Outdoor Nativity Store Sheep Get ‘Flocked’
Can you imagine looking out your window first thing in the morning to find that your front yard was covered with more than 30 sheep?
That’s the surprise that greeted many congregation members of St. Peter’s Lutheran Church in Evans City, Pennsylvania last spring and summer. The sheep, which were from the Outdoor Nativity Store collection, were part of a fundraising project called “flocking” that was the brainchild of Pastor Brandon Jacobs.
A few times a week from Easter through July, Brandon led a group of 16 teens as they “flocked” their friends’ and neighbors’ yards. “The kids loved the legal mischief,” says Brandon. “We’d wait for the cover of darkness, and there was always this tingle of excitement of whether we would get caught or not. We also had fun thinking about what their reactions would be like in the morning.”
Brandon, who has served as the youth pastor at St. Peter’s for about 18 months, got the idea for flocking after observing similar flamingo fundraisers in other communities. He was looking for a church-themed alternative when he discovered the Outdoor Nativity Store sheep on an internet search.
The fun project raised about $1,000, which will be used toward the cost of the youth group’s trip next summer to Houston for the Evangelical Lutheran Church of American (ELCA) Youth Gathering in Houston. “I have taken youth to the Gathering before, and it really strengthens their faith,” says Brandon, noting that the teens also may have opportunities to help serve Houstonians in hurricane clean-up efforts while they are there.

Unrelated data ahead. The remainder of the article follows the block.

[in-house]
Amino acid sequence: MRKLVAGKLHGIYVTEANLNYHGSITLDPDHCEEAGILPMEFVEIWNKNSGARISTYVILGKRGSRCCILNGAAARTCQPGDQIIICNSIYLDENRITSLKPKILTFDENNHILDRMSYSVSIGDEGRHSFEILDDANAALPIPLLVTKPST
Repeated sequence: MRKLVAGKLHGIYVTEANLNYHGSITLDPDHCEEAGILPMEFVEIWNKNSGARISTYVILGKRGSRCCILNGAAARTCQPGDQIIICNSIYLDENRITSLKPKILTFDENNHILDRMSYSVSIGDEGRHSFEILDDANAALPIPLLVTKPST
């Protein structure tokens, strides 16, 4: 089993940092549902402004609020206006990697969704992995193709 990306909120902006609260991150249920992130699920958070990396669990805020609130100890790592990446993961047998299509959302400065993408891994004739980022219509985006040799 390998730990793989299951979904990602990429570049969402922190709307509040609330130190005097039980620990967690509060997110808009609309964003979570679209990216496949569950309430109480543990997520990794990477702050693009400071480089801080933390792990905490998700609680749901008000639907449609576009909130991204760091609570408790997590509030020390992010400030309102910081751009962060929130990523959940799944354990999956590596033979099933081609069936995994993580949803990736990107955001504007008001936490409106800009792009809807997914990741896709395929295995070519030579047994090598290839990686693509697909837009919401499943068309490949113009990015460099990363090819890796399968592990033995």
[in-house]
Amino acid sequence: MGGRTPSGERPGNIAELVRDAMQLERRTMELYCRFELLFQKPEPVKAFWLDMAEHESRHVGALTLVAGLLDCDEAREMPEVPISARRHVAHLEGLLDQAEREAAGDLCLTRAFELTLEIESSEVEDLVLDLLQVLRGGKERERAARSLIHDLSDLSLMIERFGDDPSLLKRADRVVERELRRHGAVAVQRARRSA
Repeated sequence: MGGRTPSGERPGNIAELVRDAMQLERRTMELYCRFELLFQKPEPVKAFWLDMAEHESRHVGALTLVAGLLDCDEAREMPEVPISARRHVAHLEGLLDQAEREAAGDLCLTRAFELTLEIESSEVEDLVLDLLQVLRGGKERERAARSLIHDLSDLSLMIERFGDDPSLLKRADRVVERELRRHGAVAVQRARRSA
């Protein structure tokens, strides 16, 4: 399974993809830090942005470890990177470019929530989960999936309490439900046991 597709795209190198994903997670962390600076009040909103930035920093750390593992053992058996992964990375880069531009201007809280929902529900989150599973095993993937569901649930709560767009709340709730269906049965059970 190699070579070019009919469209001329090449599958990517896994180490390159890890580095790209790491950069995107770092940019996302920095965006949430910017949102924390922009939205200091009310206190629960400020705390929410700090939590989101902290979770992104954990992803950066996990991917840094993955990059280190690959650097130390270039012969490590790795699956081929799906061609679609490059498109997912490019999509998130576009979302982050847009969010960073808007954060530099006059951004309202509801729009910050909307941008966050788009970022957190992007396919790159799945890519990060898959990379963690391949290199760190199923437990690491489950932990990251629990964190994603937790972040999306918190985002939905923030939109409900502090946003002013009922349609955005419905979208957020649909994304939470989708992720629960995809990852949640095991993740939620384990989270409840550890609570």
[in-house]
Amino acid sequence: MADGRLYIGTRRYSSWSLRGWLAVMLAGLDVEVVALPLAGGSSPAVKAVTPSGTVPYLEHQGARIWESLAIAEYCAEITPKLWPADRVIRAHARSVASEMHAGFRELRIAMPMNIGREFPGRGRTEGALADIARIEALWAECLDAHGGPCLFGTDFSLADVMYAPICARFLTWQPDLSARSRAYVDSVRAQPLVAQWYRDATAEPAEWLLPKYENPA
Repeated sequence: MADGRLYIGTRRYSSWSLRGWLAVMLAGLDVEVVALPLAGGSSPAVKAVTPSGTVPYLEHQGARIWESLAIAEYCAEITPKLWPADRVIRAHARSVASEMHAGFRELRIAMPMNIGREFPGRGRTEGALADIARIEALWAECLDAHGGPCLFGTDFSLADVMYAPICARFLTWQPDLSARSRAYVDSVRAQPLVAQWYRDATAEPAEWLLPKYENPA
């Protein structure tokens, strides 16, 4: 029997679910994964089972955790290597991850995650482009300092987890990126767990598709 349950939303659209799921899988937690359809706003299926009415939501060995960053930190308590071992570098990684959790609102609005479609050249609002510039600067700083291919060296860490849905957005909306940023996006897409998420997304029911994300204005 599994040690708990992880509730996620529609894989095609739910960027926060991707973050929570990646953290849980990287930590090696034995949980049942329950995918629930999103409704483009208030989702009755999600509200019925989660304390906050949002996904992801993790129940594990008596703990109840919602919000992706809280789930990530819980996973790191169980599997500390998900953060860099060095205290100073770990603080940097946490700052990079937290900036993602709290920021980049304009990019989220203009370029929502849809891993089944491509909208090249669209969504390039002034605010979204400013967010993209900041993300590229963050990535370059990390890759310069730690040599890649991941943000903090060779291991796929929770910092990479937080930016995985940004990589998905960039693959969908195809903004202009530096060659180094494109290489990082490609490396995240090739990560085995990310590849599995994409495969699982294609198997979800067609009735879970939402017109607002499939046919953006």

“The good part about this fundraising project is that no one had to spend any money if they didn’t want to,” says Brandon. “There was no obligation to pay to flock someone’s yard or to move them to another yard. Virtually everyone did make a donation though.”
Brandon says he definitely would want to do the flocking project again with the youth. “The teens had a good time, and the congregation really embraced it,” he adds.
“We enjoyed hearing the reactions of people later. There were things like ‘My dog was acting weird (that night) but I didn’t know why’ and “I can’t believe I didn’t hear you; I was sitting in the living room.’”
He says the teens did get caught in the act one time when two barking dogs got their owners’ attention. “We tried to scatter but not quite quick enough,” Brandon explains. “But it was fun. They were laughing, and we were laughing.”
Brandon also mentioned that word of “flocking” spread throughout Evans City and the surrounding area. “Evans City is a small town, but many of the homes we flocked were on main roads,” says Brandon. “The story grew as the weeks went on, and people in the community all looked forward to who was going to be flocked next.”